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What causes these formations on the Moon?

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posted on Jul, 6 2009 @ 10:38 PM
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What causes these formations on the moon?





This is from the new Moon photos, specifically "Northwest of Anaxagoras A"... there are several of them on that picture.... but what causes those formations?




posted on Jul, 6 2009 @ 10:58 PM
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reply to post by HunkaHunka
 


I would suggest you are talking about pyramid shaped object to the center of the image? If so, it is usually meteorites that have hit the moon and failed to break up. Meteorites and/or space rock are also responsible for the cheese like craters surrounding the moon.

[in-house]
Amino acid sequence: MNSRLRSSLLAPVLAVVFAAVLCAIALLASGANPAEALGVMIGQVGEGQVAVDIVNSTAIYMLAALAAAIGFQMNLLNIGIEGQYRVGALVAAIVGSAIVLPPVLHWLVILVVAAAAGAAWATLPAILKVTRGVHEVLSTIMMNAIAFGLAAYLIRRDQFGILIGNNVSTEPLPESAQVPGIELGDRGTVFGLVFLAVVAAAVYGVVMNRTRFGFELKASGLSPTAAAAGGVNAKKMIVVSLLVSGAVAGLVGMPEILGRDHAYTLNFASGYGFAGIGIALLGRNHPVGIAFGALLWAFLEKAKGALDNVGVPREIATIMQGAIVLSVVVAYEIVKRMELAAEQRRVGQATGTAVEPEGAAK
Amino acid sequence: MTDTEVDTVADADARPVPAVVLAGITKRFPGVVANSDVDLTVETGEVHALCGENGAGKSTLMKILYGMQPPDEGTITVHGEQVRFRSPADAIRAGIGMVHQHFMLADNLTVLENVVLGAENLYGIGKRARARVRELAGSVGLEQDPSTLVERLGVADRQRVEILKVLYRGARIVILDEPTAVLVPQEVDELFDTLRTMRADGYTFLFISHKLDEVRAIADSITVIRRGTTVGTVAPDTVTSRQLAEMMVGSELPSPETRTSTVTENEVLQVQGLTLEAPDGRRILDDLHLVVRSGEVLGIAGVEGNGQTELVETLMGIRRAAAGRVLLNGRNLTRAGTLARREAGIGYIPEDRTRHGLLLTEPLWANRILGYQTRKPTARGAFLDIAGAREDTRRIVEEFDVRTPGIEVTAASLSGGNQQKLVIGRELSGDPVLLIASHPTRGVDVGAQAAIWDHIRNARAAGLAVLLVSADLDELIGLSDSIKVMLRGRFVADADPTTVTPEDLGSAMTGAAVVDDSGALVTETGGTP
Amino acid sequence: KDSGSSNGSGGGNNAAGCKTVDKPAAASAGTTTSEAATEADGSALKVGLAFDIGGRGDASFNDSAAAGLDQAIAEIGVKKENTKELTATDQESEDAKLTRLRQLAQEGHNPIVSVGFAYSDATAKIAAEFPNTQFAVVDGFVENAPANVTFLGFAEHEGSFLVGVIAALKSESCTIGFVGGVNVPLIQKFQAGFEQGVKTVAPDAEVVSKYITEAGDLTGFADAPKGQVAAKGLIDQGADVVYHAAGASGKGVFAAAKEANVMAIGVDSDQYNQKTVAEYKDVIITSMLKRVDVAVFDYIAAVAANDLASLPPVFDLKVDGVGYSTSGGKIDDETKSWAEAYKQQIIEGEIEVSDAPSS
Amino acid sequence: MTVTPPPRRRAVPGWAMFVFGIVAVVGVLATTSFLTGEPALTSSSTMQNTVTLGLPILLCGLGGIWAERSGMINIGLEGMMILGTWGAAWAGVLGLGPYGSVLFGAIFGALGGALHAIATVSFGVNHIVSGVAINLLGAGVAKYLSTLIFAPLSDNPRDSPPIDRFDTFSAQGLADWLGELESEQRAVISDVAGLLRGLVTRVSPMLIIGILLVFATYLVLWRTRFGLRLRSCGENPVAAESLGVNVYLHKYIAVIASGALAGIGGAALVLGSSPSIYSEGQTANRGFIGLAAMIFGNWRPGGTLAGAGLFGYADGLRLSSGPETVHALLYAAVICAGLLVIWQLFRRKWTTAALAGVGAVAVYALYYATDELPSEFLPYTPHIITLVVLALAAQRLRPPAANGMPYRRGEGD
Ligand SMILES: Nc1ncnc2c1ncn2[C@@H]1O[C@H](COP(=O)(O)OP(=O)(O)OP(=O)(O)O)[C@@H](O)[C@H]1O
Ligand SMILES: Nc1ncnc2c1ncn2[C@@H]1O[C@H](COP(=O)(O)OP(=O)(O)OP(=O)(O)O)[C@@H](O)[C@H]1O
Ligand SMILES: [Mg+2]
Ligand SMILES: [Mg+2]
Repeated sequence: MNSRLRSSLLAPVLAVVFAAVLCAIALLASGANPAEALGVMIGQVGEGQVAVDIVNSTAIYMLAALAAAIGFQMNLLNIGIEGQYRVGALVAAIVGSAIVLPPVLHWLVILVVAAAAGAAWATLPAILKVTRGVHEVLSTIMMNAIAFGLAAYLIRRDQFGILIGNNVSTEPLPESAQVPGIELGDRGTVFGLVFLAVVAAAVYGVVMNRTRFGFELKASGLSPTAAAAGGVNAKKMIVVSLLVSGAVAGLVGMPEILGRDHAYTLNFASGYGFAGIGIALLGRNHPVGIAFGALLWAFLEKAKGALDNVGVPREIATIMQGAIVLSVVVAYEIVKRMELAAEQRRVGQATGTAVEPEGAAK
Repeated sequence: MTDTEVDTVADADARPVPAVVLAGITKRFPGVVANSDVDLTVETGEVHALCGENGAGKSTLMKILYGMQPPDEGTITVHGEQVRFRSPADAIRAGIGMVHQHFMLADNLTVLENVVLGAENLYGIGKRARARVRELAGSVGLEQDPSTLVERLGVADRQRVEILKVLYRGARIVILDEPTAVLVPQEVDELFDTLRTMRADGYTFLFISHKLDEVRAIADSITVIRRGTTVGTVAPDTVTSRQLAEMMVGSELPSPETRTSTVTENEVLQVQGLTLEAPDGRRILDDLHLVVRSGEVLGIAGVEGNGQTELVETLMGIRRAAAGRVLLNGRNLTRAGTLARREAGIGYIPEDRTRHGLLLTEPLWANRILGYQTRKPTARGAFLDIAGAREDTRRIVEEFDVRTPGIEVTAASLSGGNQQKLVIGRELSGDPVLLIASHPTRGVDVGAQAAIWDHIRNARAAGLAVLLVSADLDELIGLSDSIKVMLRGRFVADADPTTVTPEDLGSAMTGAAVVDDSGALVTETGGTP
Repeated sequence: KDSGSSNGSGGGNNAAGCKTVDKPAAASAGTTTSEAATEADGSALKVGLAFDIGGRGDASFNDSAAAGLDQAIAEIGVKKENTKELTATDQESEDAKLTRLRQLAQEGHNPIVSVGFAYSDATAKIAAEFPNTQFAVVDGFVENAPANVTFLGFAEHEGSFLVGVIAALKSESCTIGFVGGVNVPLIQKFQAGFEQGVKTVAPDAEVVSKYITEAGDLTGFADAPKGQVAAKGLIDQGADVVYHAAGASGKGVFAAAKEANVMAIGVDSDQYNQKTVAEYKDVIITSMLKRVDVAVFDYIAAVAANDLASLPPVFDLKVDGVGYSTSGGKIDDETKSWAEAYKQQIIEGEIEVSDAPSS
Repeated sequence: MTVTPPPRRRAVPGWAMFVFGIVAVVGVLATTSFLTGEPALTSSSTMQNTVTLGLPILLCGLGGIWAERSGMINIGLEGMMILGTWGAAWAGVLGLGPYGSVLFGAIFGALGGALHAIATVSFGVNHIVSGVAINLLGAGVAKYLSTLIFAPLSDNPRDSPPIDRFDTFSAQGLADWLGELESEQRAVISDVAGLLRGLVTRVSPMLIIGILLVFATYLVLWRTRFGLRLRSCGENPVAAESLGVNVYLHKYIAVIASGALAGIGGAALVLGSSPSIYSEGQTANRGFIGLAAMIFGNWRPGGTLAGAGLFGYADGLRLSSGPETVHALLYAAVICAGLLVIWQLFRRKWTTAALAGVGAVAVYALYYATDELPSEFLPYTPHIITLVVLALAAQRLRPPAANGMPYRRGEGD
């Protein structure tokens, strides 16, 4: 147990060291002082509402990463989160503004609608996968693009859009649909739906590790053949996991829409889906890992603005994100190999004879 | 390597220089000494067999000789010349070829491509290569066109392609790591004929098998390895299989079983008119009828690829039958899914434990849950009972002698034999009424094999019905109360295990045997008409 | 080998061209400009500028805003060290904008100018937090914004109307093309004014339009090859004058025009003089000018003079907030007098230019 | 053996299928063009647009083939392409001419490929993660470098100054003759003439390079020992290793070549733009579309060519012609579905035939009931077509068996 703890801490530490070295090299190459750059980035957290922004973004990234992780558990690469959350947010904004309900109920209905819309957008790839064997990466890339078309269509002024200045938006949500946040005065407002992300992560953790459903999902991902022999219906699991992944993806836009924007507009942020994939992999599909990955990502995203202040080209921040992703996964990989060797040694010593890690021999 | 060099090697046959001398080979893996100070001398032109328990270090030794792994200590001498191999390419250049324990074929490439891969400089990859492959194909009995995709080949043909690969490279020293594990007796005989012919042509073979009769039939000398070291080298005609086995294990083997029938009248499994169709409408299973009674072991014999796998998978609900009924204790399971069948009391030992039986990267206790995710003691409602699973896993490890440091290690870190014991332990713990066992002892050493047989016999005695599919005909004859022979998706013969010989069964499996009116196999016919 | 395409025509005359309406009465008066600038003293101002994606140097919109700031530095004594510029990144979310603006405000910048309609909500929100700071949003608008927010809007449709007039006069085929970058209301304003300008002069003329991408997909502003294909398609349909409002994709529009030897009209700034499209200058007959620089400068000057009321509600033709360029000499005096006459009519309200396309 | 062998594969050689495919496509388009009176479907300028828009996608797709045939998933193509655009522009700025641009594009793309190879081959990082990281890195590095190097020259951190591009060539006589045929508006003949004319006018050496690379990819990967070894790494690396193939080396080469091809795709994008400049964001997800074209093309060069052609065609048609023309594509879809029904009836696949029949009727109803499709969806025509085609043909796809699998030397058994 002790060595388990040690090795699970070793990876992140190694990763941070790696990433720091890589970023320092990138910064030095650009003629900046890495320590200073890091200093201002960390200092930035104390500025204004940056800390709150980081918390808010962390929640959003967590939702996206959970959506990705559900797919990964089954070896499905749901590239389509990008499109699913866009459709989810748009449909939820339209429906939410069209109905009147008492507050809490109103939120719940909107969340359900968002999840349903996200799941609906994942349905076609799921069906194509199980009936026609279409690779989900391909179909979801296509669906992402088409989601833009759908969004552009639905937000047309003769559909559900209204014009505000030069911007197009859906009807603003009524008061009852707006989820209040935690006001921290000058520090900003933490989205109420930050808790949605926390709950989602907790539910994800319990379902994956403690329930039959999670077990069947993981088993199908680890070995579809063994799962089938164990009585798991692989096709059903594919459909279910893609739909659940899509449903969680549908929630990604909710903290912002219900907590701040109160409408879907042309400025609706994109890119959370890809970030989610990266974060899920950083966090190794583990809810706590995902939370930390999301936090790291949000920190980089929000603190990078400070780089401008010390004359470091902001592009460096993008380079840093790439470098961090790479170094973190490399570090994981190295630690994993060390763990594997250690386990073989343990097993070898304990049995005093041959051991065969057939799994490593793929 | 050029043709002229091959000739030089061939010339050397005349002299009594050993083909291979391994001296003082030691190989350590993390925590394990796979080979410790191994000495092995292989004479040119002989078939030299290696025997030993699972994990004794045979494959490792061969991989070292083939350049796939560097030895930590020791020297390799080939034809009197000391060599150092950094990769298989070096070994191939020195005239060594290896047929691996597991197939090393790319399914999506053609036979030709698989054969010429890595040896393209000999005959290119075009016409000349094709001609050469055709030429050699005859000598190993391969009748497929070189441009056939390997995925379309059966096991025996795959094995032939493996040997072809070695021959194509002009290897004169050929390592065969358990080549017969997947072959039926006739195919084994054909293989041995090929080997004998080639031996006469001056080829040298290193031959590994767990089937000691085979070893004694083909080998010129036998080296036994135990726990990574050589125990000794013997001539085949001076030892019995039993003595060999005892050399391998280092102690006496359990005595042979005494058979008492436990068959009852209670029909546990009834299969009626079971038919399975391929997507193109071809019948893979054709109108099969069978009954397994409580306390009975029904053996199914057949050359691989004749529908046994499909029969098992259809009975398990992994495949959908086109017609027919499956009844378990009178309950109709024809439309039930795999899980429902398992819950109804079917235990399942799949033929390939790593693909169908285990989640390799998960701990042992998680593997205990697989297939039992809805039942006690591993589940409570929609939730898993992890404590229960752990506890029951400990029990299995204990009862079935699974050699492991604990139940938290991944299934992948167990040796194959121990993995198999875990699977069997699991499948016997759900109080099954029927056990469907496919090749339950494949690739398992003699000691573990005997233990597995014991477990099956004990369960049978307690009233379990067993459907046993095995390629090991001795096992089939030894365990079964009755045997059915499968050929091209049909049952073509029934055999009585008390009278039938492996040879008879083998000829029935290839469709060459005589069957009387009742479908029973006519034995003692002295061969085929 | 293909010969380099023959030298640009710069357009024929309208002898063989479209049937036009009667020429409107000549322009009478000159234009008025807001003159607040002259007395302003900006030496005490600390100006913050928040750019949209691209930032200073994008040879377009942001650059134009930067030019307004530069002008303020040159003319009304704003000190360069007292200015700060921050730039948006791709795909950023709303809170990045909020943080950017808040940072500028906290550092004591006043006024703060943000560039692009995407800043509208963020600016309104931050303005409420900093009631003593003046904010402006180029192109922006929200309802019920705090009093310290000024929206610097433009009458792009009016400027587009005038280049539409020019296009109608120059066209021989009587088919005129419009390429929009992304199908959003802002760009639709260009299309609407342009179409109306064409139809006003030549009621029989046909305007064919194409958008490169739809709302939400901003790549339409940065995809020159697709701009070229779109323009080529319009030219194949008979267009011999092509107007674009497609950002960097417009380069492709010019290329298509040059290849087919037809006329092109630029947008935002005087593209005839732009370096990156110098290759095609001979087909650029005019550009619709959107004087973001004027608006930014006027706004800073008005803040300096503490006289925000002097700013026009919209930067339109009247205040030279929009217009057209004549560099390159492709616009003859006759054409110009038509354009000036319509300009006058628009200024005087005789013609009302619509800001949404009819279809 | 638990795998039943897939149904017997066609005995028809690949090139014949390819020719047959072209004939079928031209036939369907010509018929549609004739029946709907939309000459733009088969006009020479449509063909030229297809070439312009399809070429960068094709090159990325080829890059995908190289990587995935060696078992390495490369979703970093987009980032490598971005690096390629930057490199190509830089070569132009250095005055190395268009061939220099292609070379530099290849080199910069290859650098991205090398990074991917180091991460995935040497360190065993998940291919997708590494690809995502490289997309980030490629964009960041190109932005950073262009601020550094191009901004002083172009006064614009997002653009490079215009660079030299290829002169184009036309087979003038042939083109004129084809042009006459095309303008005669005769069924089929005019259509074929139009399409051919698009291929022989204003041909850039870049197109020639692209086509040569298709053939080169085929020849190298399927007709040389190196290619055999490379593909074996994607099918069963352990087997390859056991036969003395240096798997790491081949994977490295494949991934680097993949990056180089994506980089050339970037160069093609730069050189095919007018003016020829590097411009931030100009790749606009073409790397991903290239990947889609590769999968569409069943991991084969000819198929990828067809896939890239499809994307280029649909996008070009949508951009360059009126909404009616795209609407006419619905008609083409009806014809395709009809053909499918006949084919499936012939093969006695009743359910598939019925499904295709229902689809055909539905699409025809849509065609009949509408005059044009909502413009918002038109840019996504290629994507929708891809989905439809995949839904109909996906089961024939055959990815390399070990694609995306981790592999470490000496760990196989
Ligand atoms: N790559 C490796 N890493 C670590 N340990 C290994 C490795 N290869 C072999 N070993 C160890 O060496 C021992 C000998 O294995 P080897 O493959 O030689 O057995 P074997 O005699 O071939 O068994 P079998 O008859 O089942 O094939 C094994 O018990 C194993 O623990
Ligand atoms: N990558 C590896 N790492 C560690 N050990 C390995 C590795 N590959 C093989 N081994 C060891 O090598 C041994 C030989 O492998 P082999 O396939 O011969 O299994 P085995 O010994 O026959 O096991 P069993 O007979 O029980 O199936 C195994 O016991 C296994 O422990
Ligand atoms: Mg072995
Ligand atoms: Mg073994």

posted on Jul, 6 2009 @ 11:26 PM
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reply to post by HunkaHunka
 

Very interesting question HunkaHunka,you have google that is a good tool and say NASA they could help your research.
When you find the answer let us know I would be interested in what you find

Zelong.



posted on Jul, 6 2009 @ 11:35 PM
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post removed for serious violation of ATS Terms & Conditions



posted on Jul, 6 2009 @ 11:39 PM
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It looks like mountain or hill on the moon that's partially lit from one side.
Hills and mountains were probably formed when the moon still had some geologic forces, or from meteor impacts.



posted on Jul, 6 2009 @ 11:53 PM